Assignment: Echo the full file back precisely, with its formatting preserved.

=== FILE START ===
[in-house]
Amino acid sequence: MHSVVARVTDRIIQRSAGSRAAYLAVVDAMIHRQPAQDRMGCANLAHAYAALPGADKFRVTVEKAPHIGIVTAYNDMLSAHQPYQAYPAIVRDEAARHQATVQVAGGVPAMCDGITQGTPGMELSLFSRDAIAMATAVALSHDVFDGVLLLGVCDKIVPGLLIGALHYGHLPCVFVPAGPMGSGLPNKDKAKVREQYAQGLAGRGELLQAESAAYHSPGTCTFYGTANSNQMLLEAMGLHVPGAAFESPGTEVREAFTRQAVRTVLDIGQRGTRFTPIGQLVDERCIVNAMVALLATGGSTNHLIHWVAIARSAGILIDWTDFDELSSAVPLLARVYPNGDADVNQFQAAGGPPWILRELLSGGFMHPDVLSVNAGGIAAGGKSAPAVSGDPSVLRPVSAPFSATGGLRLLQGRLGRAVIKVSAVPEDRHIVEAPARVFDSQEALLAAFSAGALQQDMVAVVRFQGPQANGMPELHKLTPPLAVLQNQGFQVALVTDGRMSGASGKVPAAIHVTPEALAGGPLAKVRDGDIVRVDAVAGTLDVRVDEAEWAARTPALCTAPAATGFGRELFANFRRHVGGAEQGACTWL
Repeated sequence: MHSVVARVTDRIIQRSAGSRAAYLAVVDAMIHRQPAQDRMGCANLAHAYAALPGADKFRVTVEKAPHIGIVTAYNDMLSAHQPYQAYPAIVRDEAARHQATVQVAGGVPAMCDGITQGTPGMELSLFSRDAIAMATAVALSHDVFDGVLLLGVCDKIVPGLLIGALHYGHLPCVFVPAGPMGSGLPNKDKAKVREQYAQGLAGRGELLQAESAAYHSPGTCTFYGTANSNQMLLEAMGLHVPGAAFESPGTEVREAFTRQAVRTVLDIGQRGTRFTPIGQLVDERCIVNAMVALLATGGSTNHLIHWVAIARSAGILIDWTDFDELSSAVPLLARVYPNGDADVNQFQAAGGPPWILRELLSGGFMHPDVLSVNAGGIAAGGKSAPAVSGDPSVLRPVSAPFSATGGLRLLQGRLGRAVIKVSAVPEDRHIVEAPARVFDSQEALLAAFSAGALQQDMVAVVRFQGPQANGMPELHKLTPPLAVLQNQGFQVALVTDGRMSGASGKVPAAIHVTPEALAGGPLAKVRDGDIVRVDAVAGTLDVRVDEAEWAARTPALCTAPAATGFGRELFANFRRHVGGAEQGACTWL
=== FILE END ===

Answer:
[in-house]
Amino acid sequence: MHSVVARVTDRIIQRSAGSRAAYLAVVDAMIHRQPAQDRMGCANLAHAYAALPGADKFRVTVEKAPHIGIVTAYNDMLSAHQPYQAYPAIVRDEAARHQATVQVAGGVPAMCDGITQGTPGMELSLFSRDAIAMATAVALSHDVFDGVLLLGVCDKIVPGLLIGALHYGHLPCVFVPAGPMGSGLPNKDKAKVREQYAQGLAGRGELLQAESAAYHSPGTCTFYGTANSNQMLLEAMGLHVPGAAFESPGTEVREAFTRQAVRTVLDIGQRGTRFTPIGQLVDERCIVNAMVALLATGGSTNHLIHWVAIARSAGILIDWTDFDELSSAVPLLARVYPNGDADVNQFQAAGGPPWILRELLSGGFMHPDVLSVNAGGIAAGGKSAPAVSGDPSVLRPVSAPFSATGGLRLLQGRLGRAVIKVSAVPEDRHIVEAPARVFDSQEALLAAFSAGALQQDMVAVVRFQGPQANGMPELHKLTPPLAVLQNQGFQVALVTDGRMSGASGKVPAAIHVTPEALAGGPLAKVRDGDIVRVDAVAGTLDVRVDEAEWAARTPALCTAPAATGFGRELFANFRRHVGGAEQGACTWL
Repeated sequence: MHSVVARVTDRIIQRSAGSRAAYLAVVDAMIHRQPAQDRMGCANLAHAYAALPGADKFRVTVEKAPHIGIVTAYNDMLSAHQPYQAYPAIVRDEAARHQATVQVAGGVPAMCDGITQGTPGMELSLFSRDAIAMATAVALSHDVFDGVLLLGVCDKIVPGLLIGALHYGHLPCVFVPAGPMGSGLPNKDKAKVREQYAQGLAGRGELLQAESAAYHSPGTCTFYGTANSNQMLLEAMGLHVPGAAFESPGTEVREAFTRQAVRTVLDIGQRGTRFTPIGQLVDERCIVNAMVALLATGGSTNHLIHWVAIARSAGILIDWTDFDELSSAVPLLARVYPNGDADVNQFQAAGGPPWILRELLSGGFMHPDVLSVNAGGIAAGGKSAPAVSGDPSVLRPVSAPFSATGGLRLLQGRLGRAVIKVSAVPEDRHIVEAPARVFDSQEALLAAFSAGALQQDMVAVVRFQGPQANGMPELHKLTPPLAVLQNQGFQVALVTDGRMSGASGKVPAAIHVTPEALAGGPLAKVRDGDIVRVDAVAGTLDVRVDEAEWAARTPALCTAPAATGFGRELFANFRRHVGGAEQGACTWL